Fieldwork in Art and Astrophysics - Discerning Signal from Noise at the South Pole
Donald spent the austral summer of 2016/17 in Antarctica as a US National Science Foundation Antarctic Artists and Writers Fellow. At the South Pole, he worked in collaboration with the IceCube Neutrino Observatory—a giant array of photon detectors buried miles under the polar ice.
The Observatory was built to detect high energy cosmogenic neutrinos which very occasionally interact with atomic nuclei in the ice and generate a tiny flash of light. Many other subatomic interactions create similar flashes and the scientists have developed ingenious strategies to distinguish the sought after signals from the sea of noise.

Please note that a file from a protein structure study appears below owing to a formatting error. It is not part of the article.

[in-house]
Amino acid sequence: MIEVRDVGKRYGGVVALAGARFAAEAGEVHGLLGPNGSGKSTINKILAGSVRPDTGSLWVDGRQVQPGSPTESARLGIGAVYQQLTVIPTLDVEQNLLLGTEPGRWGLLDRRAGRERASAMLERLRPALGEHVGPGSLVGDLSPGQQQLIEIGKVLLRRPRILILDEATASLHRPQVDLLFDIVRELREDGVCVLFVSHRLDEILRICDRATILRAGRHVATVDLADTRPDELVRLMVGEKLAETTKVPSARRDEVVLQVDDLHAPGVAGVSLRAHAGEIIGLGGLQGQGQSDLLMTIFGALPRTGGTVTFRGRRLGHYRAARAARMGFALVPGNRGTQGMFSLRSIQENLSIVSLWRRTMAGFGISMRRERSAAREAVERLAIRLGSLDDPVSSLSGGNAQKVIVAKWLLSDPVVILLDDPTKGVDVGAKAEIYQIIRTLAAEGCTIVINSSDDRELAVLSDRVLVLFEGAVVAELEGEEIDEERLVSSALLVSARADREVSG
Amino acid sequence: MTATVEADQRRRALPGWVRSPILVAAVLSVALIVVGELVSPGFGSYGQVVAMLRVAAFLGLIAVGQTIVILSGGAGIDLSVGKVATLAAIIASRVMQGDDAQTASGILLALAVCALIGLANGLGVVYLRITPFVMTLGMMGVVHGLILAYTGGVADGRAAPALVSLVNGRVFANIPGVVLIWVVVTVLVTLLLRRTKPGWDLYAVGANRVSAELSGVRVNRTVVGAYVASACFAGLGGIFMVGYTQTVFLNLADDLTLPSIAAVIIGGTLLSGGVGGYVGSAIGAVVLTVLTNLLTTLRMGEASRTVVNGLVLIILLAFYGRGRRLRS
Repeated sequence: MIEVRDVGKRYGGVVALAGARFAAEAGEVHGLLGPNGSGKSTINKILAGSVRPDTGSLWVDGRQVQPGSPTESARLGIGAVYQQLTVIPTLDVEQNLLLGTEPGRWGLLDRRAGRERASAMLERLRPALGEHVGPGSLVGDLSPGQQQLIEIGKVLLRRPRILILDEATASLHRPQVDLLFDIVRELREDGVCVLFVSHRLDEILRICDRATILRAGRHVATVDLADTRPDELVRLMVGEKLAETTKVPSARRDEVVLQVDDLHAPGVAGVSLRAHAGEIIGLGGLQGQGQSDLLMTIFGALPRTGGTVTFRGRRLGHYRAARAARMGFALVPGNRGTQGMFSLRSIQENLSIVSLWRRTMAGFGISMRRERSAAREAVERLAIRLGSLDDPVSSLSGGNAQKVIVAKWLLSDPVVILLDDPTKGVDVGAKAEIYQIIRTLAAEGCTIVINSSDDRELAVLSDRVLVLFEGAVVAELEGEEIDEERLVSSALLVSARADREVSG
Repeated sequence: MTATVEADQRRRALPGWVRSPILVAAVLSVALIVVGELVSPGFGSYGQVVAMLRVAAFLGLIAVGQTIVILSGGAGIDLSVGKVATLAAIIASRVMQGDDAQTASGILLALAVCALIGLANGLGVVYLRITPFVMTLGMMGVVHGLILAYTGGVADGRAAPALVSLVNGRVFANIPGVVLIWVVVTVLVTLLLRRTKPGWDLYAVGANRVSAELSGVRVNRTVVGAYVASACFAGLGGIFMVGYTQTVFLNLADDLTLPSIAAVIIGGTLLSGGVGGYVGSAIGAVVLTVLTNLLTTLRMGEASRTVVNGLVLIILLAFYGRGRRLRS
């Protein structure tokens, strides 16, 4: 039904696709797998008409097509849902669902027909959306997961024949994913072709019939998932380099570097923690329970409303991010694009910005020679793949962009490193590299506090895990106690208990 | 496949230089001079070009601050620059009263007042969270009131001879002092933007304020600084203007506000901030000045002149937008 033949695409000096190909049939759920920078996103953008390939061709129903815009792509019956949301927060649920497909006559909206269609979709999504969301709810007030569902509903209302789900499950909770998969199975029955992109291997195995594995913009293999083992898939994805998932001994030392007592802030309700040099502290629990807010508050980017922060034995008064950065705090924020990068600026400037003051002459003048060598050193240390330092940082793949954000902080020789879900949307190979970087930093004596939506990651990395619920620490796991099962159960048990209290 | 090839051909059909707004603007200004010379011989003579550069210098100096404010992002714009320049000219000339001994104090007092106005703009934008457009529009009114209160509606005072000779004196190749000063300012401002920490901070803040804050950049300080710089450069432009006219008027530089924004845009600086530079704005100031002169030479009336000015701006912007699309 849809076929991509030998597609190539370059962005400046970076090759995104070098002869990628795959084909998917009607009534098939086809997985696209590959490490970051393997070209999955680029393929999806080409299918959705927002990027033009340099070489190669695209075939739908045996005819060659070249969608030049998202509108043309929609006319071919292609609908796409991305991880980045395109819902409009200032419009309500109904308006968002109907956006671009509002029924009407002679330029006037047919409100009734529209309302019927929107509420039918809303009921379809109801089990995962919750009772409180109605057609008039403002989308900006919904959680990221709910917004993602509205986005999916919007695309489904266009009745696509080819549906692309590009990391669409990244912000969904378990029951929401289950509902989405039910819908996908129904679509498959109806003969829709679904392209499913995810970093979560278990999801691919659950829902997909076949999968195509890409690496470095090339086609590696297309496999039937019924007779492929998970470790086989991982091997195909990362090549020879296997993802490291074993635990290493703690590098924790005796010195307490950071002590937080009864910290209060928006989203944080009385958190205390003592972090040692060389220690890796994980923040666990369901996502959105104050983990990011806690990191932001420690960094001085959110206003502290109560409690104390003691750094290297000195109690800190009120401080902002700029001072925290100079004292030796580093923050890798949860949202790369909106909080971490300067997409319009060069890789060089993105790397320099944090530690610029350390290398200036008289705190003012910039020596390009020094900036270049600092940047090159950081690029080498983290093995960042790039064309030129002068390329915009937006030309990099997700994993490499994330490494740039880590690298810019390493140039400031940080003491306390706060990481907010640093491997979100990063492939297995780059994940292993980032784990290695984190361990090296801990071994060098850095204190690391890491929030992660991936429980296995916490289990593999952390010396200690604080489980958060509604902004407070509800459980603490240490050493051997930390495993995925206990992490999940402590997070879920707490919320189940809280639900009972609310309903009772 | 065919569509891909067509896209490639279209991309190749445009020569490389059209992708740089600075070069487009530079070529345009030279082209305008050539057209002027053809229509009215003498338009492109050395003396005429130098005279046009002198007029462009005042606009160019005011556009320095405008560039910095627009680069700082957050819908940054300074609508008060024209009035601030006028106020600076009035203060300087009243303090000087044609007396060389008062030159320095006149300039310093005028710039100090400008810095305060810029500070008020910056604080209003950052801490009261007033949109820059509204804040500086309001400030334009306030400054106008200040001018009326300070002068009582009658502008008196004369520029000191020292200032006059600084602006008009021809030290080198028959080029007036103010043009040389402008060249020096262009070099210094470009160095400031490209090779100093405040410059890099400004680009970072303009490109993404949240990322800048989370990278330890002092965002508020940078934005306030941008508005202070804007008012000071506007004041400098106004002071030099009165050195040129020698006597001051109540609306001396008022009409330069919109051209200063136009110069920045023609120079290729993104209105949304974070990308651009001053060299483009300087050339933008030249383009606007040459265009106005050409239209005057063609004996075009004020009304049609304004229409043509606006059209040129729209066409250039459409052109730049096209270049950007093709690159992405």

Donald constructed his own instruments to deploy at the pole and used these to make parallel inquiries into the connections between noise and signal. He also collaborated with IceCube scientists to develop new ways of perceiving data from the Observatory.
Donald Fortescue is a Professor of Art and Design at the California College of the Arts (CCA) in San Francisco and a PhD candidate in the School of Art and Design at ANU His research explores congruencies between the methodologies, aspirations and limits of science and art.
Updated: 27 March 2023/ Responsible Officer: Director, RSPhys/ Page Contact: Physics Webmaster